Red Light Webcams = Big Money Bake Sale for Local Police Departments

The South Carolina legislature has under consideration a bill to allow internet webcams to issue tickets to motorists. The way I understand it, motion triggered webcams will be mounted at busy intersections, automatically issuing tickets and dropping them in the mail. Huh?

As I am quite experienced with the motion sensor that controls the light at the corner of my house, I can just imagine how this will turn out. Any vehicle with a roof mounted car flag, a Labrador Retriever's wagging tongue, or a hand waving five year old stopped at a red light can expect to have its picture taken by the automated system. The computer will then scan the picture for a license plate number, look up the registered owner's address in its database, print out a ticket, use its metal tongue to lick a stamp, and then mail the bill for up to $100 to the registered owner of the vehicle, who may have been home watching Judge Judy during the entire process. Won't he be surprised?!?

I can only guess that Red Light webcams sound like great money makers for local police departments. Every week these devices will issue thousands of dollars worth of tickets at the busiest intersections before the local constabulary have even left their desks. To cash strapped police departments, webcams are genius!

Since the tickets bear a maximum fine of just $100, a lot of people will pay the fine just to avoid trying to find parking at the courthouse. Others will pay rather than fight when they realize that their opponent, a Brownie Hawkeye camera equipped with an Ethernet jack will only be able to testify in binary protocol (the language of moisture evaporators, I've been told.)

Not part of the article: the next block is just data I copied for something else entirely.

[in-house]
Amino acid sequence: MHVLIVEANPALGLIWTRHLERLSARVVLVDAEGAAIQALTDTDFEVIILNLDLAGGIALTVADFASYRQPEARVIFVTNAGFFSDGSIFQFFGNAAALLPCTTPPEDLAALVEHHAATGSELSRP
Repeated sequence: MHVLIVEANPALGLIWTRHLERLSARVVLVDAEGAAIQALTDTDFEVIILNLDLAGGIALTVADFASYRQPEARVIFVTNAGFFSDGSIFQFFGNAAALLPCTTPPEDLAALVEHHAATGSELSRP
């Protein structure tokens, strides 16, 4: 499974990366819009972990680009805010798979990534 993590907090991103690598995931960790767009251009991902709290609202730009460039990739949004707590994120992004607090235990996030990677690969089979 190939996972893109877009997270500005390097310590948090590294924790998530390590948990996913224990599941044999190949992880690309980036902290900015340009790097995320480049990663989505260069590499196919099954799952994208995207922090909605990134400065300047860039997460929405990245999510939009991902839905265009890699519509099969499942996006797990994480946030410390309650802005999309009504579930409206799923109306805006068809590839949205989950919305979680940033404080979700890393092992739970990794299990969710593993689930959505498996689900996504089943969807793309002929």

If this measure is approved by the legislature, police departments across the state will be automatically issuing tickets all the while hoping that most people will, like good citizens, pay the fine rather than attempting to cross examine the Commodore 64 that has become the police department's newest officer and biggest moneymaker.

Me? I think I'll opt out of the system altogether. Anyone have a cardboard dealer tag I can borrow?

About Phil Yanov

Phil Yanov is a Technologist, Columnist and Public Radio Commentator.

He is the founder of Tech After Five as well as the founder and President of the GSA Technology Council and the IT Leadership Council.

His personal technology column appears in Greenville Business Magazine and the Columbia Business Journal.

He co-hosts the Your Day technology shows heard on NPR radio stations across South Carolina and is a frequent contributor to technology stories appearing on radio and television.